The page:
The geographical and genetic isolation of the species makes it extremely vulnerable to changing environmental conditions: A single natural disaster or disease outbreak has the potential to decimate the entire population. The histories of similarly isolated agricultural products, like the bananas of Honduras or potatoes of Ireland, are harbingers of Ogye’s possible extinction. In order to prevent such a disastrous scenario from unfolding, Ogye’s chickens are separated once every two years to ensure that if one flock should submit to fate, the others would be spared. In July 2016, the farm moved to avert the threat of AI by relocating half of its population to Sangju, an isolated town 200 kilometers from Yeonsan.

Not four months after the relocation, the highly contagious H5N6 strain of avian influenza was detected in South Korea. The outbreak, which started in November 2016 (and still rages on), has been especially virulent, guaranteeing high mortality rates if not contained. South Korea’s Ministry of Agriculture, Food and Rural Affairs issued a maximum-level alert and temporary nationwide movement bans in order to contain the virus. Although no farms in South Chungcheong were struck by the disease, the ministry imposed a quarantine on Ogye Farm.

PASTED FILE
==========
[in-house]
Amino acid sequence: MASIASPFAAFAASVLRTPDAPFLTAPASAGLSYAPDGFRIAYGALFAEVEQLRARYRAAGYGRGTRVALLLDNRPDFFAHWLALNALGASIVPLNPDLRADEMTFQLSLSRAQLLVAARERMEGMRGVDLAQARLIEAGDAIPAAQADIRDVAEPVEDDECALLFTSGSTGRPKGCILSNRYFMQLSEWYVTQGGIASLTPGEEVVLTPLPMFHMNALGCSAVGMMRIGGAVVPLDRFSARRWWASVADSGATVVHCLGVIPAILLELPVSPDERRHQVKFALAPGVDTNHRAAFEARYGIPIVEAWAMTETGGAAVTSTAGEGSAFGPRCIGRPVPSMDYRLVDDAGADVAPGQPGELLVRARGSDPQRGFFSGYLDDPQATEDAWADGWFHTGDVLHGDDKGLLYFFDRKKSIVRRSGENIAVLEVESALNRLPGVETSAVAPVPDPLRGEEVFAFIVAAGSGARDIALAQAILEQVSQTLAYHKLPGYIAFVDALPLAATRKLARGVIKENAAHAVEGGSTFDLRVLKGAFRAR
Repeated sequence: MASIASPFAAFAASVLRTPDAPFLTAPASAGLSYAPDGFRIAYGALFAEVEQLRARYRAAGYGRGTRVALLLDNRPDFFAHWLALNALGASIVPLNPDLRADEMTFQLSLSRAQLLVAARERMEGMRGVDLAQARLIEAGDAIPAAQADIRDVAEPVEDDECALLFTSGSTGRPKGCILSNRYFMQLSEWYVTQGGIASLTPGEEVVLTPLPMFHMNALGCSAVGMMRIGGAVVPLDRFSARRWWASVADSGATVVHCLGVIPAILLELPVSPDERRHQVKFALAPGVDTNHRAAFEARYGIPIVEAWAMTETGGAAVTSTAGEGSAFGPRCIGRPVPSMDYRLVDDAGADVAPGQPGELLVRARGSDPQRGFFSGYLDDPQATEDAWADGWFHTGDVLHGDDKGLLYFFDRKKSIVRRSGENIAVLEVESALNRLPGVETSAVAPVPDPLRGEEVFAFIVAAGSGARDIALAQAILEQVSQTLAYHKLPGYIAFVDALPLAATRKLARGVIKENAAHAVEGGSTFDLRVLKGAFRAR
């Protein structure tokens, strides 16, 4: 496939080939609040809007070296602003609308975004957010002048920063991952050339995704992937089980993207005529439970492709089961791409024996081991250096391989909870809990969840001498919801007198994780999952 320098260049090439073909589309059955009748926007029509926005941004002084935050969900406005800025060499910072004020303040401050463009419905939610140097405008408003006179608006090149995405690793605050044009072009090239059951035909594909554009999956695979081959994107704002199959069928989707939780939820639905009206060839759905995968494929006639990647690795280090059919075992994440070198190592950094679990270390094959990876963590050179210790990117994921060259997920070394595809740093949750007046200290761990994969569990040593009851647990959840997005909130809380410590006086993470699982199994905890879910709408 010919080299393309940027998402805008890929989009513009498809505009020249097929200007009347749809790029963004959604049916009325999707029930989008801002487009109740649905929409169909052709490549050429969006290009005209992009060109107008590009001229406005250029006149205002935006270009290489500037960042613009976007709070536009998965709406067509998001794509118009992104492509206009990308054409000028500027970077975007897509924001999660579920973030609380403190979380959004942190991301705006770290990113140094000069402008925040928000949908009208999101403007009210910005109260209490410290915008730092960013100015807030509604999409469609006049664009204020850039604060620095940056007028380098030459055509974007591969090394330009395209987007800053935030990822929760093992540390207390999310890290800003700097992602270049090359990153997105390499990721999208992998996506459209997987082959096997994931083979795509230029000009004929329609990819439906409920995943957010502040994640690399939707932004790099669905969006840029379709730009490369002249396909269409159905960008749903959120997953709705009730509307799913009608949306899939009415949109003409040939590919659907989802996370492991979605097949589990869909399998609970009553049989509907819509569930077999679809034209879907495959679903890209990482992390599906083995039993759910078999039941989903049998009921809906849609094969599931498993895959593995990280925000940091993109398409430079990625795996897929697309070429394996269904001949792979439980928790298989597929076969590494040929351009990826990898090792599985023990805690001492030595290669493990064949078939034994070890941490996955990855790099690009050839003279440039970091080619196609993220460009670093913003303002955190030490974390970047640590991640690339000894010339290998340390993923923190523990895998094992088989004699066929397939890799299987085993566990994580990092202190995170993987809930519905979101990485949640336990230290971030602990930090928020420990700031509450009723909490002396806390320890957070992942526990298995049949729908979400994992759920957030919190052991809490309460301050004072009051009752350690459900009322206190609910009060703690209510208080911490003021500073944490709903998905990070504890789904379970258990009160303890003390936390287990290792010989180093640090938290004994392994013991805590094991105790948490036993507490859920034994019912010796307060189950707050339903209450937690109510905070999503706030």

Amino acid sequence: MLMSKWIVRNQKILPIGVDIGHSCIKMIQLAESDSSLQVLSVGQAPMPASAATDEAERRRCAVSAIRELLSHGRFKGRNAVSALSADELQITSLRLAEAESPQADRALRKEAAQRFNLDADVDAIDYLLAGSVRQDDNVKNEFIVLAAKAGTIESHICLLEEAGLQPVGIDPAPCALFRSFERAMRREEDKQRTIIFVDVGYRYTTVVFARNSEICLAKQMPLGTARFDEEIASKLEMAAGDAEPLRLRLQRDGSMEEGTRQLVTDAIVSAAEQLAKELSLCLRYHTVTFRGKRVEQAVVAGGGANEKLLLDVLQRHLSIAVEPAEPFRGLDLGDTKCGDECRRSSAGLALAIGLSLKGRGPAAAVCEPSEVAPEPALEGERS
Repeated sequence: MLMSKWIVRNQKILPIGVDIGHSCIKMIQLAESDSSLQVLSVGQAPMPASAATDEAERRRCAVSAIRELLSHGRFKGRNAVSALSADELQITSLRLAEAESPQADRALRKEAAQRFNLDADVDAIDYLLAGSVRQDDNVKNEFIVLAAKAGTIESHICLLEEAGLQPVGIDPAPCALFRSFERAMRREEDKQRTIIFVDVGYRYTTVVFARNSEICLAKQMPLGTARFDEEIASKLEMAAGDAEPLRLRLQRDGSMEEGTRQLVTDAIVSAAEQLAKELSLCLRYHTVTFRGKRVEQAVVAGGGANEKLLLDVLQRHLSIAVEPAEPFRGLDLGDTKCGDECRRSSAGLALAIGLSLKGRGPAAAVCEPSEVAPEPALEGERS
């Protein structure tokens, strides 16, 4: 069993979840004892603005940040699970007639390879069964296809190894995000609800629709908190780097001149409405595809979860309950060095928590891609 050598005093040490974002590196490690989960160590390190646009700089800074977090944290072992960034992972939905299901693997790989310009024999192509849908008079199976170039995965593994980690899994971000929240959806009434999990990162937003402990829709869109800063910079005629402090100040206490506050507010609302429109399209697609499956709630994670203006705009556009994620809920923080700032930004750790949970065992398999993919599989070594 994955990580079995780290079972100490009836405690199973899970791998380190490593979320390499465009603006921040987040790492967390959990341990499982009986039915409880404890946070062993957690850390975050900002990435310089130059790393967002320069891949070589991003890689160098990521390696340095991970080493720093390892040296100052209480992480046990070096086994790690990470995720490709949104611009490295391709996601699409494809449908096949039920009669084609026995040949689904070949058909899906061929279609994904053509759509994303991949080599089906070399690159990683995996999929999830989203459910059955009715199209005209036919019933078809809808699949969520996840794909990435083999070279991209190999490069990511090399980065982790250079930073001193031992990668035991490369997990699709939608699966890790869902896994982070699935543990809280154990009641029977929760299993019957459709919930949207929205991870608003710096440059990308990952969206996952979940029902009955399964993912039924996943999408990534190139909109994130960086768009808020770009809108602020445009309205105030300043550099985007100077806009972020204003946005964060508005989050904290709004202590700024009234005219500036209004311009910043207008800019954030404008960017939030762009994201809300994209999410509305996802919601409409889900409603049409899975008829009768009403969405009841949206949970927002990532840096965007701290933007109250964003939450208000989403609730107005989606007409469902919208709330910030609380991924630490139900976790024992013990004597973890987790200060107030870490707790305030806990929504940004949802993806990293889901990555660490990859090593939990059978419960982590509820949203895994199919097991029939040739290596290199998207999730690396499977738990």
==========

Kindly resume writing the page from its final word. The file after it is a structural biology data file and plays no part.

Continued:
Dangers of Factory Farming

Because of the flock’s free-range lifestyle, the ministry singled out Ogye as more vulnerable to exposure to wild birds and to patrons of the farm’s restaurant who could be unwittingly carrying the virus onto the site. The entire Yeonsan Ogye chicken population was locked inside coops normally only occupied at night, and Lee Seung-Sook, current steward of Ogye, was asked to use chemicals to sanitize her farm. Although Lee agreed to the preventative measures, she viewed them as unnecessary.

Ogye chicken may be almost as genetically limited as factory-farmed fowl, but the techniques used to raise them at the Lee family farm have produced a distinctly positive outcome. Despite the government’s concerns about Lee’s farm, her chickens are rarely sick. Lee credits it to prioritizing the well-being of the species above economics; she provides her 3,000 or so chickens with large, natural areas to roam, exceptional veterinary care, and organic, seven-ingredient feed that includes ginseng and green tea.